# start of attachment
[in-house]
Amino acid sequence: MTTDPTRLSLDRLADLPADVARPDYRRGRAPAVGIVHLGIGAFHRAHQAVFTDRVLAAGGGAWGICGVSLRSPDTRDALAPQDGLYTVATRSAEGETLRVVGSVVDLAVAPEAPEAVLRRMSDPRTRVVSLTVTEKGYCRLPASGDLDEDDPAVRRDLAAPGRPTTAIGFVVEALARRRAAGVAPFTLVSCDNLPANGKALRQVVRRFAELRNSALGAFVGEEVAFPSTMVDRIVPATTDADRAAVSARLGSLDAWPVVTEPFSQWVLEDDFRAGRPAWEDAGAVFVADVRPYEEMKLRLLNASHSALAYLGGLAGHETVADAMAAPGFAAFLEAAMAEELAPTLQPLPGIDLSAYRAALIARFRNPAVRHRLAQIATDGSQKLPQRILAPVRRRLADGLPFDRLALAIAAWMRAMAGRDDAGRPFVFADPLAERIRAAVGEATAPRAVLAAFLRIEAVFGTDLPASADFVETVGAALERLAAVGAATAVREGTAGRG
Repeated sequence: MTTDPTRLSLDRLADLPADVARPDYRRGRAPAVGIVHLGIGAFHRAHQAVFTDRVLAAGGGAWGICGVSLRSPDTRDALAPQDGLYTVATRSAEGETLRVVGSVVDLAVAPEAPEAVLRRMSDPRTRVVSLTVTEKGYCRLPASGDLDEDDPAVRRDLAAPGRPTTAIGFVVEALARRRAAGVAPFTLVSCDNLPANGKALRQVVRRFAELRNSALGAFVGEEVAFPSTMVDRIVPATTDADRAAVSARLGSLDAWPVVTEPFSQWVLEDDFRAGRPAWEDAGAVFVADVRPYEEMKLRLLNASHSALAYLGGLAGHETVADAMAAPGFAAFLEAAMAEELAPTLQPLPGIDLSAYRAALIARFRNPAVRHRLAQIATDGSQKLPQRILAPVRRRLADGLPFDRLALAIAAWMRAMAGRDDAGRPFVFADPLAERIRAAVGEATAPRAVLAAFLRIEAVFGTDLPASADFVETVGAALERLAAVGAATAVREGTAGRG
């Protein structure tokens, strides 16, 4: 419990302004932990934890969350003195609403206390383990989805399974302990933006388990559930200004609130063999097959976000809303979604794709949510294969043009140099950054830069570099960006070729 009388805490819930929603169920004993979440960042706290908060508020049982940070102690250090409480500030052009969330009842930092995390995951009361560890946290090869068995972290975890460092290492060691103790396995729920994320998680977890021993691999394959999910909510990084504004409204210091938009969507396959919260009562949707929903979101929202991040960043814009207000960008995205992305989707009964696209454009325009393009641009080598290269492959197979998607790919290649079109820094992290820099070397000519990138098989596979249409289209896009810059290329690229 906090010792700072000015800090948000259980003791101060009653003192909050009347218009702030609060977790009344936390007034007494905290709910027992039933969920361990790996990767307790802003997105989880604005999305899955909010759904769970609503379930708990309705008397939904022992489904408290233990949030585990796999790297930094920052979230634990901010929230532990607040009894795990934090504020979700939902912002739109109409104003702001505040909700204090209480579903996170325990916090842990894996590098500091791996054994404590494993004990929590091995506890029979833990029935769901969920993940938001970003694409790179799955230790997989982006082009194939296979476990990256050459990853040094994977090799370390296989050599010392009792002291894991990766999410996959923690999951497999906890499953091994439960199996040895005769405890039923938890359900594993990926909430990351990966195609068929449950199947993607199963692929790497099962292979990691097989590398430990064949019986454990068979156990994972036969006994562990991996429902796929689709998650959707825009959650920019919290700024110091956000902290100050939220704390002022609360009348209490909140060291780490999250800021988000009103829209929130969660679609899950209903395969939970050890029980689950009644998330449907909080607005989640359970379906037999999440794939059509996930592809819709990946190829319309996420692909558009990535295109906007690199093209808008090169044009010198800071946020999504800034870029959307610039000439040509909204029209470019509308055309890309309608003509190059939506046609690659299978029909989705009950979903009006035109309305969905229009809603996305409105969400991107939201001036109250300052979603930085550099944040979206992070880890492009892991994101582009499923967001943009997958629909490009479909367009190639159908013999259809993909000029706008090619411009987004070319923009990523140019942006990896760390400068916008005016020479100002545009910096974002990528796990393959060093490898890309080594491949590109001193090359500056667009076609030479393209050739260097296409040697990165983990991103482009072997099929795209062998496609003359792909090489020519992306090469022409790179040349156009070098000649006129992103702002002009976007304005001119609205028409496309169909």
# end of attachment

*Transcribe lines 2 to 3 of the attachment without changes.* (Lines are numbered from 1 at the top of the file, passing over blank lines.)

Amino acid sequence: MTTDPTRLSLDRLADLPADVARPDYRRGRAPAVGIVHLGIGAFHRAHQAVFTDRVLAAGGGAWGICGVSLRSPDTRDALAPQDGLYTVATRSAEGETLRVVGSVVDLAVAPEAPEAVLRRMSDPRTRVVSLTVTEKGYCRLPASGDLDEDDPAVRRDLAAPGRPTTAIGFVVEALARRRAAGVAPFTLVSCDNLPANGKALRQVVRRFAELRNSALGAFVGEEVAFPSTMVDRIVPATTDADRAAVSARLGSLDAWPVVTEPFSQWVLEDDFRAGRPAWEDAGAVFVADVRPYEEMKLRLLNASHSALAYLGGLAGHETVADAMAAPGFAAFLEAAMAEELAPTLQPLPGIDLSAYRAALIARFRNPAVRHRLAQIATDGSQKLPQRILAPVRRRLADGLPFDRLALAIAAWMRAMAGRDDAGRPFVFADPLAERIRAAVGEATAPRAVLAAFLRIEAVFGTDLPASADFVETVGAALERLAAVGAATAVREGTAGRG
Repeated sequence: MTTDPTRLSLDRLADLPADVARPDYRRGRAPAVGIVHLGIGAFHRAHQAVFTDRVLAAGGGAWGICGVSLRSPDTRDALAPQDGLYTVATRSAEGETLRVVGSVVDLAVAPEAPEAVLRRMSDPRTRVVSLTVTEKGYCRLPASGDLDEDDPAVRRDLAAPGRPTTAIGFVVEALARRRAAGVAPFTLVSCDNLPANGKALRQVVRRFAELRNSALGAFVGEEVAFPSTMVDRIVPATTDADRAAVSARLGSLDAWPVVTEPFSQWVLEDDFRAGRPAWEDAGAVFVADVRPYEEMKLRLLNASHSALAYLGGLAGHETVADAMAAPGFAAFLEAAMAEELAPTLQPLPGIDLSAYRAALIARFRNPAVRHRLAQIATDGSQKLPQRILAPVRRRLADGLPFDRLALAIAAWMRAMAGRDDAGRPFVFADPLAERIRAAVGEATAPRAVLAAFLRIEAVFGTDLPASADFVETVGAALERLAAVGAATAVREGTAGRG